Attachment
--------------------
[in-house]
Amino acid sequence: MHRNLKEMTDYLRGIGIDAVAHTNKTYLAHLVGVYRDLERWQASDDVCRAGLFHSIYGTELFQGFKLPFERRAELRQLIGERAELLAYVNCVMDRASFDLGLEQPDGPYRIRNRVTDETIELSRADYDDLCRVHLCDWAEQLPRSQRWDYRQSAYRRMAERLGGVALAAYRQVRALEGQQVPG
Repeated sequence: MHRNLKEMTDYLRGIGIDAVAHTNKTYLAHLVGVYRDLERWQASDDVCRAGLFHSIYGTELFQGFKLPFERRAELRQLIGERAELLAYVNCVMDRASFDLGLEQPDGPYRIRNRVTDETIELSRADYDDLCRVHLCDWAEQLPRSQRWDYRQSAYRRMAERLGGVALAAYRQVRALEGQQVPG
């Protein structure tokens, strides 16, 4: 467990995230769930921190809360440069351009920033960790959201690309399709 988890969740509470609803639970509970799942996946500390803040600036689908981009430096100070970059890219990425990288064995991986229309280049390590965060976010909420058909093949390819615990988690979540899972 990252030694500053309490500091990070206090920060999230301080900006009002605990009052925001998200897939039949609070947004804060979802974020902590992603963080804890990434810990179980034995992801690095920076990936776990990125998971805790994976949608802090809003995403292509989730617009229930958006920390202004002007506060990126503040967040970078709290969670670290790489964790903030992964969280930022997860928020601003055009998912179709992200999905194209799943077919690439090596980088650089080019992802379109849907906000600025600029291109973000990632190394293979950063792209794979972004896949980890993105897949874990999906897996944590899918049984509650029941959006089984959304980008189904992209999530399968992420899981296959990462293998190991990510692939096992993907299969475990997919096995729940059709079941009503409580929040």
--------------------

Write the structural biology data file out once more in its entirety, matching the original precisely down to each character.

[in-house]
Amino acid sequence: MHRNLKEMTDYLRGIGIDAVAHTNKTYLAHLVGVYRDLERWQASDDVCRAGLFHSIYGTELFQGFKLPFERRAELRQLIGERAELLAYVNCVMDRASFDLGLEQPDGPYRIRNRVTDETIELSRADYDDLCRVHLCDWAEQLPRSQRWDYRQSAYRRMAERLGGVALAAYRQVRALEGQQVPG
Repeated sequence: MHRNLKEMTDYLRGIGIDAVAHTNKTYLAHLVGVYRDLERWQASDDVCRAGLFHSIYGTELFQGFKLPFERRAELRQLIGERAELLAYVNCVMDRASFDLGLEQPDGPYRIRNRVTDETIELSRADYDDLCRVHLCDWAEQLPRSQRWDYRQSAYRRMAERLGGVALAAYRQVRALEGQQVPG
């Protein structure tokens, strides 16, 4: 467990995230769930921190809360440069351009920033960790959201690309399709 988890969740509470609803639970509970799942996946500390803040600036689908981009430096100070970059890219990425990288064995991986229309280049390590965060976010909420058909093949390819615990988690979540899972 990252030694500053309490500091990070206090920060999230301080900006009002605990009052925001998200897939039949609070947004804060979802974020902590992603963080804890990434810990179980034995992801690095920076990936776990990125998971805790994976949608802090809003995403292509989730617009229930958006920390202004002007506060990126503040967040970078709290969670670290790489964790903030992964969280930022997860928020601003055009998912179709992200999905194209799943077919690439090596980088650089080019992802379109849907906000600025600029291109973000990632190394293979950063792209794979972004896949980890993105897949874990999906897996944590899918049984509650029941959006089984959304980008189904992209999530399968992420899981296959990462293998190991990510692939096992993907299969475990997919096995729940059709079941009503409580929040």